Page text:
And last but not least: who says that I generally earn nothing more besides, as soon as I am financially independent? Maybe I start a project, make fun of my own company or programm here and there times a website or software for a customer, so I also have a small active income – of course, purely on a voluntary basis.

In my opinion, it is therefore not so crucial whether four, three and a half or even only two percent represent the “correct” withdrawal rate. Much more important is a meaningful withdrawal strategy and that I can respond flexibly to changing life situations (and portfolio levels). Then the 4% rule gives me a solid rule of thumb on how much money I need to be financially independent and never have to go back to work.

Because one thing is certain: If you have saved 25 times your annual expenses, you can calm down your boss’s notice on the table. Even if the stock markets collapse tomorrow and there would never again interest or other capital gains: Even without any return and 2 percent inflation your accumulated assets would already be sufficient for about 20 years. More than enough time, then, in which you first relax, put your feet up and you can look in peace for new opportunities. In the vast majority of cases it should come as far as not at all. Then your money will last until the end of your life and you will never have to worry about your job and earned income.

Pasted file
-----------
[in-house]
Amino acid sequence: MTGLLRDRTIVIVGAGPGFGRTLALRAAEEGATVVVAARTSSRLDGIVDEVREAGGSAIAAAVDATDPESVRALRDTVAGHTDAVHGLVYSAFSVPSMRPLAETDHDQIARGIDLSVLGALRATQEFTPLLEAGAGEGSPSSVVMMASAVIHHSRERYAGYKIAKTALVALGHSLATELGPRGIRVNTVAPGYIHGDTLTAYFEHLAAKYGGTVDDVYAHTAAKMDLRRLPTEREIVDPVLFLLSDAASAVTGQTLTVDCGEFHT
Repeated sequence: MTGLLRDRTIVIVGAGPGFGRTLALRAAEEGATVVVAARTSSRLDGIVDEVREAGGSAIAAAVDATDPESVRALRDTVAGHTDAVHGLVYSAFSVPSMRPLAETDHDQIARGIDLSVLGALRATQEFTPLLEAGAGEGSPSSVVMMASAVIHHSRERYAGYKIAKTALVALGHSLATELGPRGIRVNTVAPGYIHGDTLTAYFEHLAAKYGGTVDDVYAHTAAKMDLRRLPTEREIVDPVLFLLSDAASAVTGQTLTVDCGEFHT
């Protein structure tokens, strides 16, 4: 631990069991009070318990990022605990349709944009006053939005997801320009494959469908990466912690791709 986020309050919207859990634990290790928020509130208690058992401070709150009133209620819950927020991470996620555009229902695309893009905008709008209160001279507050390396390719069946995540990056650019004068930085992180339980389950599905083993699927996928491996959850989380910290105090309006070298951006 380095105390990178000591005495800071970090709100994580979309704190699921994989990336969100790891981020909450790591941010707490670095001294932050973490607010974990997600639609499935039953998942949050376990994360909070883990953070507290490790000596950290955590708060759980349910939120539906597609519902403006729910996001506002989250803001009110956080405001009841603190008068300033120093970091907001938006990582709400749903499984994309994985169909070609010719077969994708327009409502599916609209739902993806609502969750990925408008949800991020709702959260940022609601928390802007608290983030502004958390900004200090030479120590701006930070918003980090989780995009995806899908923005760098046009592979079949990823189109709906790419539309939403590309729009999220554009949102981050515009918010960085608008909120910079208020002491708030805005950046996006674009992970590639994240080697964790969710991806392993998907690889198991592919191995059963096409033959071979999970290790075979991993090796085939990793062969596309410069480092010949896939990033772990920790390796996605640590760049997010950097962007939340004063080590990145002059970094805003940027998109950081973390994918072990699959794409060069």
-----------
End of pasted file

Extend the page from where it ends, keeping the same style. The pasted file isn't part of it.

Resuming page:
1 Small example complacent? Suppose you have invested $1000 and take from this fortune per year $50. Now comes Case 1: Here you will achieve a return of 30% in the first year and in the second year of -10%. Your assets grow in the first year to $1250 and falls in the second year to $1075. Now we turn the tables: In case 2, your yield in the first year is -10%, in the second +30%: Then your assets shrink first to $850, grows in the second year but only to $1055. This risk of an unfavorable order in the return distribution is called in the financial world Sequence of Return Risk(SOR). When saving a sum of money, rising and falling prices affect you unfavorably at the beginning, while the depreciation or retirement phase is the other way round: Here you benefit from rates that rise at the beginning and then fall later.

[1] Such a procedure, where a strategy is applied to past data, is also called backtesting.